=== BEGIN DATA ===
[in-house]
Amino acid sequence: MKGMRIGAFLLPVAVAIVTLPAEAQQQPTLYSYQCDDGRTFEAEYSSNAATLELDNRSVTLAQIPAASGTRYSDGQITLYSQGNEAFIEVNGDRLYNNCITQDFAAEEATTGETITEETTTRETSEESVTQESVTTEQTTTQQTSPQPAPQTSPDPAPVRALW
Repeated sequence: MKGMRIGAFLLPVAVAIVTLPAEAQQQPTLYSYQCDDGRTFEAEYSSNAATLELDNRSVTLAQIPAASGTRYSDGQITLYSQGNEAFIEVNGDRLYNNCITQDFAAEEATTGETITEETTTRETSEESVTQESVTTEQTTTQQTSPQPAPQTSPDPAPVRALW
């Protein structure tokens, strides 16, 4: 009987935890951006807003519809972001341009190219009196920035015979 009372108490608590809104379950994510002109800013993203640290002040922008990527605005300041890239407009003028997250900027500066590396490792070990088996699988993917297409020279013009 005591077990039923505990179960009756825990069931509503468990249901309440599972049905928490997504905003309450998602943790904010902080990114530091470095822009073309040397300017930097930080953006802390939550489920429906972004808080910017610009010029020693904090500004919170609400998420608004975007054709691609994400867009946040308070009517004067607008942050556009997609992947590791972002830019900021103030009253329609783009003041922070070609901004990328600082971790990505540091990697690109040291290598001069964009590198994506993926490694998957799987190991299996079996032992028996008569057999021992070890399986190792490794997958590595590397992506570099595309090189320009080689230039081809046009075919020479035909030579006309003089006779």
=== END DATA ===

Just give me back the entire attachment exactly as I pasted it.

[in-house]
Amino acid sequence: MKGMRIGAFLLPVAVAIVTLPAEAQQQPTLYSYQCDDGRTFEAEYSSNAATLELDNRSVTLAQIPAASGTRYSDGQITLYSQGNEAFIEVNGDRLYNNCITQDFAAEEATTGETITEETTTRETSEESVTQESVTTEQTTTQQTSPQPAPQTSPDPAPVRALW
Repeated sequence: MKGMRIGAFLLPVAVAIVTLPAEAQQQPTLYSYQCDDGRTFEAEYSSNAATLELDNRSVTLAQIPAASGTRYSDGQITLYSQGNEAFIEVNGDRLYNNCITQDFAAEEATTGETITEETTTRETSEESVTQESVTTEQTTTQQTSPQPAPQTSPDPAPVRALW
């Protein structure tokens, strides 16, 4: 009987935890951006807003519809972001341009190219009196920035015979 009372108490608590809104379950994510002109800013993203640290002040922008990527605005300041890239407009003028997250900027500066590396490792070990088996699988993917297409020279013009 005591077990039923505990179960009756825990069931509503468990249901309440599972049905928490997504905003309450998602943790904010902080990114530091470095822009073309040397300017930097930080953006802390939550489920429906972004808080910017610009010029020693904090500004919170609400998420608004975007054709691609994400867009946040308070009517004067607008942050556009997609992947590791972002830019900021103030009253329609783009003041922070070609901004990328600082971790990505540091990697690109040291290598001069964009590198994506993926490694998957799987190991299996079996032992028996008569057999021992070890399986190792490794997958590595590397992506570099595309090189320009080689230039081809046009075919020479035909030579006309003089006779």